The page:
The automotive industry is lined up to be a very strong early adopter of quantum technology for a variety of reasons. Quantum computers are particularly good at optimization and simulation. For automobiles, this includes solving complex challenges in material design, battery technology simulation, and eliminating costly and time-consuming real-time testing and prototyping wherever possible.
Ford and BMW recently announced how they are using the Quantinuum InQuanto computational chemistry software platform to meet the challenge.
Ford and Battery Chemistry
Quantum researchers at Ford, for example, recently published new results using quantum computers with Quantinuum model EV battery materials, promising that more powerful systems of the future will enable valuable chemical simulations. Proven. Ford’s research team used Quantinuum’s InQuanto in combination with the company’s H-series ion trapping quantum hardware to test simulations of lithium-ion battery chemistries.
The challenge is that while lithium-ion batteries can be charged and discharged many times, they are sensitive to heat and are inherently flammable. Improvements in energy density, power density, life cycle, safety, cost and recyclability are all in the planning stages. This is where quantum computational chemistry comes into play. According to the study, “computational chemistry can provide insight into charge/discharge mechanisms, electrochemical and thermal stability, structural phase transitions, and surface behavior, and plays an important role in finding potential materials.” It can improve battery performance and robustness.”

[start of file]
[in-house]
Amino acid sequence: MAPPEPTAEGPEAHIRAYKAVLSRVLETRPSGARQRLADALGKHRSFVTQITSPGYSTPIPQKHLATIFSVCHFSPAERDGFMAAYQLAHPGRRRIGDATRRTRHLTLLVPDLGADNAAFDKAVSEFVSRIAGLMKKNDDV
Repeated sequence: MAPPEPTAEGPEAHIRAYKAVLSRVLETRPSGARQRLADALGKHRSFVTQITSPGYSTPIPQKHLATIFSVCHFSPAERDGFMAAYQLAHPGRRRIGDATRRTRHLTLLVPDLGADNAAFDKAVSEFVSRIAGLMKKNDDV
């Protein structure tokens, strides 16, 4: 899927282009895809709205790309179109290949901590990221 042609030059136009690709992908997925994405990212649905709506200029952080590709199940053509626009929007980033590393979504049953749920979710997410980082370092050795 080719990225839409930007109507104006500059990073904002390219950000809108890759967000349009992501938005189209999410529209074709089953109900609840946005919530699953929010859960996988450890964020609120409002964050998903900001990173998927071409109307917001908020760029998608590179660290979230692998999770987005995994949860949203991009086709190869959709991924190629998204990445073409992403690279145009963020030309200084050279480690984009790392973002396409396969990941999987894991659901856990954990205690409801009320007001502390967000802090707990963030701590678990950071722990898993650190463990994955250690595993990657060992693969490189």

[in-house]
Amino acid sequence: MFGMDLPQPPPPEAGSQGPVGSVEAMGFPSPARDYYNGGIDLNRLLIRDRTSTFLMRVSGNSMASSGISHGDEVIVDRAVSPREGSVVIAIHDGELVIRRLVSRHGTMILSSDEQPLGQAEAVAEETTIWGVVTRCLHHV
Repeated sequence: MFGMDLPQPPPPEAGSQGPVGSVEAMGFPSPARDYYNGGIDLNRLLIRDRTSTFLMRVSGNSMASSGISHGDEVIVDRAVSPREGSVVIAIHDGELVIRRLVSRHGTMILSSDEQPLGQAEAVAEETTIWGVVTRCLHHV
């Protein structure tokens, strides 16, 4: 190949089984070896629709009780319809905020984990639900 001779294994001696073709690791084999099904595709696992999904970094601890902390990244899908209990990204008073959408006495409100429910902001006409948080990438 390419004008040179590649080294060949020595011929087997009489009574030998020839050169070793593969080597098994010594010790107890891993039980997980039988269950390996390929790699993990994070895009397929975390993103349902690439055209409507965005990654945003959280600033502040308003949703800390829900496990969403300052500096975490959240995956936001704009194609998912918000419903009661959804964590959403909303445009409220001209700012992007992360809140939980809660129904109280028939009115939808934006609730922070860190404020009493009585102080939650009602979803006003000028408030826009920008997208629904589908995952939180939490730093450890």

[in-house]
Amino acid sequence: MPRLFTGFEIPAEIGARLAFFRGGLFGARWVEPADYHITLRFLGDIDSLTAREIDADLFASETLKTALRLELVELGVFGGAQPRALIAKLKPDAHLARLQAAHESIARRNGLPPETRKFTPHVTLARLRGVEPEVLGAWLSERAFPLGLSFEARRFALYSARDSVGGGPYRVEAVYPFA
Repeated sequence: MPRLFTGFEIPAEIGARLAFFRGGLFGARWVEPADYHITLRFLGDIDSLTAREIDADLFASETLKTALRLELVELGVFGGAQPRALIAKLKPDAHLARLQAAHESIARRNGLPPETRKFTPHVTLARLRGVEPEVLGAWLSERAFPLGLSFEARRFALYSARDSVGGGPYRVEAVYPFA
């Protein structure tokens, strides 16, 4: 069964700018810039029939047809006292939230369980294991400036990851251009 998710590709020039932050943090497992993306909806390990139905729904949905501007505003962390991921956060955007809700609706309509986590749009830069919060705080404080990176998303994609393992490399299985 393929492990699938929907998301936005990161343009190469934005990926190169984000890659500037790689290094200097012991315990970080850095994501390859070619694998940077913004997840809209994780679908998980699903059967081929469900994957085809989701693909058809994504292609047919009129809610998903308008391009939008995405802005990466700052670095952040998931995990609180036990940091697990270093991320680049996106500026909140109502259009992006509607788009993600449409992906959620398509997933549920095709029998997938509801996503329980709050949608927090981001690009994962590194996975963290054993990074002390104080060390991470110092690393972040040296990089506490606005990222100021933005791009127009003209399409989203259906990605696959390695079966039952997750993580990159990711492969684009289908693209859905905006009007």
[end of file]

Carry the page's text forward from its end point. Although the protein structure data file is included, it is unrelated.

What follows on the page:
When using quantum computers to study the chemistry of lithium-ion batteries, scientists used algorithms to find the ground state of a quantum mechanical system. Hybrid quantum-classical algorithms solve the parts of molecular systems that benefit most from quantum computation, and the rest of the computation is directed to classical computers.
BMW and hydrogen fuel cells
BMW announced that it is using AWS’s InQuanto platform to simulate the surface properties of materials used in hydrogen fuel cell powertrains. A major challenge in developing new fuel cell technologies is the slow rate of the oxygen reduction reaction (ORR). Most studies involving catalytic and electrocatalytic chemical reactions such as ORR use density functional theory (DFT) methods of computational chemistry. DFT relies on error cancellation, which is insufficient accuracy for this application. However, quantum computing has the potential to provide accurate computation of complex systems without the DFT compromises.
The InQuanto platform frees computational chemists to focus on their research using proven codes and algorithms available from the InQuanto library, rather than writing a lot of code. Computational chemists new to quantum systems have access to an easy-to-use interface. They solve scaled molecular and materials problems on quantum hardware, including the IBM series of superconducting circuit devices, Quantinuum’s H series of ion trap devices, Powered by Honeywell, and various other hardware devices and emulators. can be simulated.
inQuanto 2.0 has just been released to provide users new to quantum computers with a more versatile, extensible, and more applicable platform. InQuanto is built around state-of-the-art quantum algorithms, advanced subroutines, and chemistry-specific noise reduction techniques. The new version improves efficiency with a new protocol class that speeds up vector computations by orders of magnitude, and an integral operator class that can take advantage of symmetry to reduce memory requirements. Find out more at Ford, BMW and InQuanto.
December 22, 2022